OK. Tomorrow is the inauguration. We have all kinds of feels. And if this past election has showed us anything, it’s that we can and will strategically come together to support, defend, edify, forgive one another, and even laugh out loud in the midst of heartbreaking confusion.
Brooklyn comedians Emily Winter and Jenn Welch are doing just that with What A Joke – a national comedy festival which spans across 34 US cities, includes 86 shows, and gives all the ticket sales proceeds to the American Civil Liberties Union.
The NYC shows are happening right down the street at the Annoyance Theatre (367 Bedford Ave.) and Rough Trade (64 N. 9th St.) on Friday and Saturday. And the festival kicks off in Manhattan tonight at The Stand, and includes a happy hour and silent auction. The lineups are full of a number of headliners like Nikki Glaser, Dave Hill, and ‘Comedy Central’s Comics to Watch’ sketch team, the Astronomy Club, among a whole lot more. (Side note: Rough Trade is having another benefit for the ACLU and Planned Parenthood tonight with a nice little music lineup).
We got the chance to ask Emily Winter (co-founder), a few questions about the festival and discuss why good comedy is no joke.
Greenpointers: How did the idea for a national comedy festival come up?
Emily Winter: After the election, it felt like everyone we knew was craving unity. Trump’s election meant we were essentially being told that this country isn’t for us—it’s for white, straight, racist men, and everyone who doesn’t fit that description doesn’t deserve human rights. (If you’re a reader and you think that’s an overreaction, do your research.) So when Jenn suggested a national effort, the idea immediately stuck. This would allow everyone who rejects Trump’s racist, sexist, classist vision of America to come together.
GP: What made you decide to choose the ACLU, specifically, to receive proceeds.
EW: The president should protect human rights. From freedom of the press to freedom of religion to freedom of speech, Donald Trump attacks every last one of our human rights.
GP: You only had a couple months to pull this off. Did you have a big team behind you?
EW: Yes and no. Jenn and I organized the national effort, but we have at least one producer in each participating city (minus New York City, where we produced the shows). We also have volunteers in many cities, and an incredible publicist who took on the cause pro bono. It’s been interesting how some people message Jenn and I like we have an office and a full-time staff. We’re just two people trying to go to our day jobs, do standup comedy, write, and run an international festival. It’s been hard!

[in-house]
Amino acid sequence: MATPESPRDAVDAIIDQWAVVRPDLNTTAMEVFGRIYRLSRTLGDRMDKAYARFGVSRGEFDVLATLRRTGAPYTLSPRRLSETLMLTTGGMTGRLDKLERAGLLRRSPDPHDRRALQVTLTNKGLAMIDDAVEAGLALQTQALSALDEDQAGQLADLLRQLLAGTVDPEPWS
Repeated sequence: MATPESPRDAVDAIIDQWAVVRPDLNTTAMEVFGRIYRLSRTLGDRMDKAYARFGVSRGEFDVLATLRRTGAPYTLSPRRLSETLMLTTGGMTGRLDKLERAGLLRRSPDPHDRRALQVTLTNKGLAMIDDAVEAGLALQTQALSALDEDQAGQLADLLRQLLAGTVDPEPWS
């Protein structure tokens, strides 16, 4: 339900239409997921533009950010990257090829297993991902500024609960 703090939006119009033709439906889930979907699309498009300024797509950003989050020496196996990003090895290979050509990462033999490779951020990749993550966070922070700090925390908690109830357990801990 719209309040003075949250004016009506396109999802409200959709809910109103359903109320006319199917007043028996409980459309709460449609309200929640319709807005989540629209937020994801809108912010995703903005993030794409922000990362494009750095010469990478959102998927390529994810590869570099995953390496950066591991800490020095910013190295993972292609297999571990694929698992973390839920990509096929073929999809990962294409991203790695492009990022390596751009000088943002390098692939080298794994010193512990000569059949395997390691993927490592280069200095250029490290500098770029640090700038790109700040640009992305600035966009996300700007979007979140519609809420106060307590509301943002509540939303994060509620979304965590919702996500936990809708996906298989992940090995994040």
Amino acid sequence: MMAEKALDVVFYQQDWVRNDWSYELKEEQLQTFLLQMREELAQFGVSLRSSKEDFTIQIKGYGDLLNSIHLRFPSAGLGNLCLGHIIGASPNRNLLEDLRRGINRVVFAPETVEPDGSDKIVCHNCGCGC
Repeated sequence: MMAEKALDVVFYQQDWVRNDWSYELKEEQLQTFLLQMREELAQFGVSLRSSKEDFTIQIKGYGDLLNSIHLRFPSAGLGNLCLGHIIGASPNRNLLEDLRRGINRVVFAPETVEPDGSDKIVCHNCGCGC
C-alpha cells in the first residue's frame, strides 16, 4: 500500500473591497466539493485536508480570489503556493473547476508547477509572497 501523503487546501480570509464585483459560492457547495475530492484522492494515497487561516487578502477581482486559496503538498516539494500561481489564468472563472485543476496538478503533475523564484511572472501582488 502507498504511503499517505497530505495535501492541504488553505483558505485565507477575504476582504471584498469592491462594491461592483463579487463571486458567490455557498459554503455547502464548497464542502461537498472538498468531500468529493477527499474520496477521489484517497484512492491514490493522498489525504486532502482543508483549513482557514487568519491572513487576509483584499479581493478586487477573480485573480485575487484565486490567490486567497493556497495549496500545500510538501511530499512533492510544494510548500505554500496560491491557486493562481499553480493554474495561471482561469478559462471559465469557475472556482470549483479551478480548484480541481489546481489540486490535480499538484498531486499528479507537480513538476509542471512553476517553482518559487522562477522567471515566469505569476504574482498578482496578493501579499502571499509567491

GP: How did you get the other comedians involved? Was it easy to get people on board?
EW: Booking comedians for our NYC shows was a treat. There are hundreds of wonderful comedians here, and so many were thrilled to be a part of this effort. As for the comedian/producers around the country, they were so trusting and enthusiastic about this idea that it made me cry at work like a little booger baby. Their hope and hard work from the get-go was so inspiring. All we had to do was ask, and they were sold. If they hadn’t been so gung-ho, we would have never been able to pull this off.
GP: How much of the proceeds goes to the ACLU?
EW: All ticket sale proceeds minus standard expenses (which includes things like venue rental, printing costs for signage, headliner pay and travel, though most if not all are doing it for free) are going directly to The ACLU. Also, 10% of the red WHAT A JOKE hat sales are going to The ACLU. The rest of the profit is going back into the festival.
GP: Will most of the comedy be politically driven?
EW: No. Thanks for asking. Some media outlets have had misconceptions about this. You wouldn’t throw a benefit for an animal shelter and expect 2 hours of dog jokes. The same logic applies here. Comedians are welcome to do political jokes if that’s their thing, but no one is pressured to.
GP: How have you seen comedy help “heal” a community in the past?
EW: Good, smart comedy helps us make sense of this crazy world. It has always been a tool to help heal. Bad, dumb comedy does the opposite—it reinforces stereotypes and further divides us.
GP: How has comedy helped you cope, specifically?
EW: I had a show the night after the election, and I was nervous. I felt a huge responsibility to say things that were both insightful and hilarious, even though I still felt numb. But when I got on stage, I felt relief. I talked about the election, and you could FEEL the cathartic energy in the room. It was amazing and I’m so grateful I got to be a part of that show, and found a way to make some of what was happening laughable, at least.
GP: What is your hope for the festival?
EW: That people feel the energy behind this movement. That they have an amazing time. That they feel like they aren’t alone. That we raise a lot of money for The ACLU.
GP: Do you think you will try to make this a reoccurring event?
EW: Yeah! We’re looking to becoming incorporated and doing it again next year. Unfortunately, I think we’ll need it.
For full details of this weekend’s shows, performers, and that red hat go here.